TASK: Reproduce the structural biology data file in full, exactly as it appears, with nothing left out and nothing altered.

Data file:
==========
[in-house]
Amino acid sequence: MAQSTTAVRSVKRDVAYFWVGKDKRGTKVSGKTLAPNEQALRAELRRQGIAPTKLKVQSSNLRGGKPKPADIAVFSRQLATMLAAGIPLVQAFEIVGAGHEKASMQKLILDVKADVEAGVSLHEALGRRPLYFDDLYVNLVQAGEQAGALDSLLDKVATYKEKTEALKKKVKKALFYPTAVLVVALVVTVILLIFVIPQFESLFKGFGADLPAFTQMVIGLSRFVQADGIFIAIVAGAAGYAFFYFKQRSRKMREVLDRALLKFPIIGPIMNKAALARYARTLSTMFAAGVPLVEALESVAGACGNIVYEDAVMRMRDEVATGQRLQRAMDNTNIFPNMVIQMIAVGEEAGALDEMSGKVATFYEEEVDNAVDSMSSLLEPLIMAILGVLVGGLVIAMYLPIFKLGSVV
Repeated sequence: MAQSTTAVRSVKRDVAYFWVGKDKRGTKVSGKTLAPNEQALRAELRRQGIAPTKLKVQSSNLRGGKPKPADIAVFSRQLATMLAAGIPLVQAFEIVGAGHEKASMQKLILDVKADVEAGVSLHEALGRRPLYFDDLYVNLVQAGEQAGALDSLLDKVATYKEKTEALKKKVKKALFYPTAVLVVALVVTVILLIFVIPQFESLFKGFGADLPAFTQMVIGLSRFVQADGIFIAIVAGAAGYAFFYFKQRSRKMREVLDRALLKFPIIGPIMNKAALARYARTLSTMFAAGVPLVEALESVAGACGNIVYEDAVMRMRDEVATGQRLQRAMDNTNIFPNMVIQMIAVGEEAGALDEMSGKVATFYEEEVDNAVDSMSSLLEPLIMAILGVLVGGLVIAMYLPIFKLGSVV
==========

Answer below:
[in-house]
Amino acid sequence: MAQSTTAVRSVKRDVAYFWVGKDKRGTKVSGKTLAPNEQALRAELRRQGIAPTKLKVQSSNLRGGKPKPADIAVFSRQLATMLAAGIPLVQAFEIVGAGHEKASMQKLILDVKADVEAGVSLHEALGRRPLYFDDLYVNLVQAGEQAGALDSLLDKVATYKEKTEALKKKVKKALFYPTAVLVVALVVTVILLIFVIPQFESLFKGFGADLPAFTQMVIGLSRFVQADGIFIAIVAGAAGYAFFYFKQRSRKMREVLDRALLKFPIIGPIMNKAALARYARTLSTMFAAGVPLVEALESVAGACGNIVYEDAVMRMRDEVATGQRLQRAMDNTNIFPNMVIQMIAVGEEAGALDEMSGKVATFYEEEVDNAVDSMSSLLEPLIMAILGVLVGGLVIAMYLPIFKLGSVV
Repeated sequence: MAQSTTAVRSVKRDVAYFWVGKDKRGTKVSGKTLAPNEQALRAELRRQGIAPTKLKVQSSNLRGGKPKPADIAVFSRQLATMLAAGIPLVQAFEIVGAGHEKASMQKLILDVKADVEAGVSLHEALGRRPLYFDDLYVNLVQAGEQAGALDSLLDKVATYKEKTEALKKKVKKALFYPTAVLVVALVVTVILLIFVIPQFESLFKGFGADLPAFTQMVIGLSRFVQADGIFIAIVAGAAGYAFFYFKQRSRKMREVLDRALLKFPIIGPIMNKAALARYARTLSTMFAAGVPLVEALESVAGACGNIVYEDAVMRMRDEVATGQRLQRAMDNTNIFPNMVIQMIAVGEEAGALDEMSGKVATFYEEEVDNAVDSMSSLLEPLIMAILGVLVGGLVIAMYLPIFKLGSVV